Abstract: Nature-based tourism is growing globally and seen as an economic development path for many countries. Namibia links nature-based tourism into the Community Based Natural Resource Management (CBNRM) concept; combining conservation, tourism and the improvement of livelihoods of rural communities that are yet not always complementary. They can also be conflicting. Through the CBNRM program local population is registered as a ‘conservancy’ (a territorial unit) which officially owns and manages collectively their natural resources, for finally encouraging and supporting tourism. Thus, communities have an incentive to manage their wildlife and natural resources sustainable to derive an economic benefit from tourism. Economic benefits from tourism can be mainly generated through enterprises, offering employments and cash incomes to rural communities. However, the degree of participation in tourism depends on the suitability with their existing livelihood system, involving trade-offs on the farm like households land and labor allocation, subsistence requirements and expenditures as well as the choice of different activities affected by seasonality. Finally, subject to different opportunity costs, leading to the question: (i) Is nature-based tourism a means to improve livelihoods of rural communities? Further, the number of tourists entering natural sites, like Zambezi, and spending cash in rural environments is influenced by regional attractiveness, which is conflicting with the increasing exploitation of natural resources from and within rural communities. This double sided demand for same resources also implies trade-offs, which are tried to be harmonized with the CBNRM program, thus arising the question: (ii) Does nature-based tourism have the potential to reduce overfishing? This paper aims to optimize these trade-offs constructing a mathematical programming model based in the Sikunga Conservancy. An optimization model was constructed for the Sikunga Conservancy to simulate a properly working CBNRM so that a communities social welfare criterion is maximized. Thus, the model can be viewed as a central planning model for optimal resource allocation aimed at maximizing social welfare for the Sikunga Conservancy community, while implying an adequately and collectively managed CBNRM. The mathematical programming model was constructed using General Algebraic Modelling System (GAMS) Software to reflect the livelihood system of the rural community and was run for the 197 sampled households (done in 2012). Two simulations are conducted: A reference and a CBNRM case. The reference case reproduces the livelihood system of the community in the Sikunga Conservancy, whereas the CBNRM case simulates an adequate managed CBNRM and analyzes the effects of nature-based tourism within the concept. In line with the goals of CBNRM to improve livelihoods as well as nutrition, nutritional requirements are increased in the simulation. CBNRM also aims at conserving wildlife and using natural resources sustainably. Due to Sikunga’s high dependence on fish resources for their livelihoods but also for angling tourism, the simulation puts the model under the umbrella of sustainable use of the fish resource. For this, a biological growth model was integrated that calculates a sustainable resource extraction by the conservancy. The simulation searches for reducing overfishing under consideration of household’s livelihood system as well as tourism as a possible means to foster sustainability (conservation management). It connects nature-based tourism with the CBNRM concept. Reference solution showed that Sikunga community’s livelihood activities are diversified and that nature-based tourism is an important source of income, with local fishing lodges offering employments within the conservancy over the whole year. Especially fish resources are of high regional importance for household’s subsistence consumption and cash income. However, fish stocks are being harvested over the rate of sustainable yield, contributing to the problem of overfishing in the Zambezi region. This in turn threats community’s livelihoods while heavily affecting the regional tourism sector, mainly consisting of recreational fishing (sport angling). Additionally, it was found that the community lacks for an adequate nutrition. Issues with continued malnourishment are likely to hinder development for the community including the success of CBNRM and their partnership with tourism operators, thus need to be considered for a potential well-working concept. Consequently a CBNRM case was run, that accounted for a proper management. The simulation focused on the conservation of fish resources which are fundamental for regions livelihoods as well as tourism number, demand and potential sector growth. Models solution showed that nature-based tourism is a means to improve livelihoods of rural communities. A marginal social welfare loss of the Sikunga community, due to a sustainable fish resource use implication, were stated to be harmonized with the potential conservancy benefits from nature-based tourism. Therefore the community needs to conserve their natural resources, especially fish, for being an attractive site for tourism, thus fostering further tourism numbers and related establishments, which are basically for conservancy wide benefit. However, this demands an appropriate CBNRM. Additionally, nutritional levels within the community increase in the solution what also confronts the slight decrease in social welfare. Further, the model showed that if CBNRM is well-managed, nature-based tourism have the potential to reduce overfishing. Nature-based tourism, embedded in a sustainable fish resource use, heavily decreases catch numbers of rural communities within conservancies. It offers rural households an alternative livelihood strategy in tourism, which can take care of the people who have to reduce their fishing activity.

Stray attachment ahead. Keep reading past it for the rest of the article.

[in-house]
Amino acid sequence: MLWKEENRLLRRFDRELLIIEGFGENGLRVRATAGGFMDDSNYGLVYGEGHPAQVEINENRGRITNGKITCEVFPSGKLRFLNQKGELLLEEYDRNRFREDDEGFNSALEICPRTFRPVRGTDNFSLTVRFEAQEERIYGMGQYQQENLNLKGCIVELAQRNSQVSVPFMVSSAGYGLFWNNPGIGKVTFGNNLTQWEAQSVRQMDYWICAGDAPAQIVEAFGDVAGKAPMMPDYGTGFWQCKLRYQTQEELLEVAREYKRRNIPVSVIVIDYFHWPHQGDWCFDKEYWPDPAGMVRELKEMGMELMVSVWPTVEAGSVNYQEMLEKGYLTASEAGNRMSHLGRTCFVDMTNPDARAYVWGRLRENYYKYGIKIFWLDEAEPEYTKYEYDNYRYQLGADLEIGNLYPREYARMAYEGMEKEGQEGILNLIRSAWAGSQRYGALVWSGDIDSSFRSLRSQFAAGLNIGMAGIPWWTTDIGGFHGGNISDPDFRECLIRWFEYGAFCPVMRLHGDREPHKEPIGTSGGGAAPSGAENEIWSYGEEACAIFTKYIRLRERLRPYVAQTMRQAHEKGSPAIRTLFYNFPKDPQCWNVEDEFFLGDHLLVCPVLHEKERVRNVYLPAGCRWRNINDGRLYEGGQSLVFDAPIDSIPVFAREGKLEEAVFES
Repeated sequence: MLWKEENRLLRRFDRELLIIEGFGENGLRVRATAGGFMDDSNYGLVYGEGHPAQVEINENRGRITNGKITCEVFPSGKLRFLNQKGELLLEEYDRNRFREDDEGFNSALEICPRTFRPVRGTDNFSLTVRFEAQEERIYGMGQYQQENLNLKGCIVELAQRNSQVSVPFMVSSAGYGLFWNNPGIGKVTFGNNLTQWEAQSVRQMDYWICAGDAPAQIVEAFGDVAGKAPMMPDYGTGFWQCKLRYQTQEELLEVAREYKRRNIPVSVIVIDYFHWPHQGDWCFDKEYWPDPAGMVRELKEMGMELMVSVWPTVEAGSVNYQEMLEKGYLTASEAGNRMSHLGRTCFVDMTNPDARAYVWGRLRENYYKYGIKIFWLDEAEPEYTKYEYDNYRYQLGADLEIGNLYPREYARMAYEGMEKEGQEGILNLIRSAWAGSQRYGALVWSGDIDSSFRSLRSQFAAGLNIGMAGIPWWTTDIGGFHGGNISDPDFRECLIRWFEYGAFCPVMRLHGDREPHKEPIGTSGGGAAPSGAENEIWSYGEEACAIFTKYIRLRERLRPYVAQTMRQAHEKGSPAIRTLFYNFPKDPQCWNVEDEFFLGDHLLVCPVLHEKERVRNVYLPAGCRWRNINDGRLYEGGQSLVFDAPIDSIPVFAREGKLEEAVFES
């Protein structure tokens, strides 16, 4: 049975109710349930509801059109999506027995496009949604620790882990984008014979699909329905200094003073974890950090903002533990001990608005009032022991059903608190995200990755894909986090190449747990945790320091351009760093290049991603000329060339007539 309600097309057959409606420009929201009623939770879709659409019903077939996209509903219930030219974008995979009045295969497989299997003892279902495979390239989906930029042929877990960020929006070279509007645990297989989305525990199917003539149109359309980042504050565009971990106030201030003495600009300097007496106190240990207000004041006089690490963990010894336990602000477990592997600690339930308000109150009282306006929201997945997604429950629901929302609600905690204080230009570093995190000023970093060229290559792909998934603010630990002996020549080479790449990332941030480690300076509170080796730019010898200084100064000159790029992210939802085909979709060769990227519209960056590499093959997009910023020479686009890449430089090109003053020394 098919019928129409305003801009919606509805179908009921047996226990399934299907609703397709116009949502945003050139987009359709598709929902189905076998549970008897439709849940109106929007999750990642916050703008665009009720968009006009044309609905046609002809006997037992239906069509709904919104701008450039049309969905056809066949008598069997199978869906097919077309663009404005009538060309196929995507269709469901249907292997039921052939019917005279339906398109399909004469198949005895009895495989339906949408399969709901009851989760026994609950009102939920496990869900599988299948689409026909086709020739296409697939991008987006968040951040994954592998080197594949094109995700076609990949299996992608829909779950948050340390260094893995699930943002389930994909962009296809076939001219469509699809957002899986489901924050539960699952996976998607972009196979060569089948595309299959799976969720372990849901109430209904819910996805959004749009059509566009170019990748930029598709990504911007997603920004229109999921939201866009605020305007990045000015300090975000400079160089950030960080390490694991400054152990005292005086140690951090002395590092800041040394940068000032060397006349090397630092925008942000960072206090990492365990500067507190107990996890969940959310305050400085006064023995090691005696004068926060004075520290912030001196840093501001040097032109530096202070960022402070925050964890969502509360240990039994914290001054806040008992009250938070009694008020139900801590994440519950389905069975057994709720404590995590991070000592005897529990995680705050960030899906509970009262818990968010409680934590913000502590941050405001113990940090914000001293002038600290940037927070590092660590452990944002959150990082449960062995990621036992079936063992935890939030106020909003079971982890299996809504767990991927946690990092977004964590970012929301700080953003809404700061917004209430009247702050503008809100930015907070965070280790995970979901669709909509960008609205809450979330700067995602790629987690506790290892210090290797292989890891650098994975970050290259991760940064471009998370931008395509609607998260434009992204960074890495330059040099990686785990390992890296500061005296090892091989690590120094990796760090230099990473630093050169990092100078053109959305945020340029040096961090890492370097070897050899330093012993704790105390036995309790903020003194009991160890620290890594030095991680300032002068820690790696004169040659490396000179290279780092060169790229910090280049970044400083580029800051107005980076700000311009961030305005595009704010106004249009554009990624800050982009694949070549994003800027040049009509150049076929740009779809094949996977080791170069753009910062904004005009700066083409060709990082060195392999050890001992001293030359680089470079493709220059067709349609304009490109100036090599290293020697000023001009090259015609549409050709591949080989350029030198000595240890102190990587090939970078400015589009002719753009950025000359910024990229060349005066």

Keywords: Namibia, Optimization models, Developing countries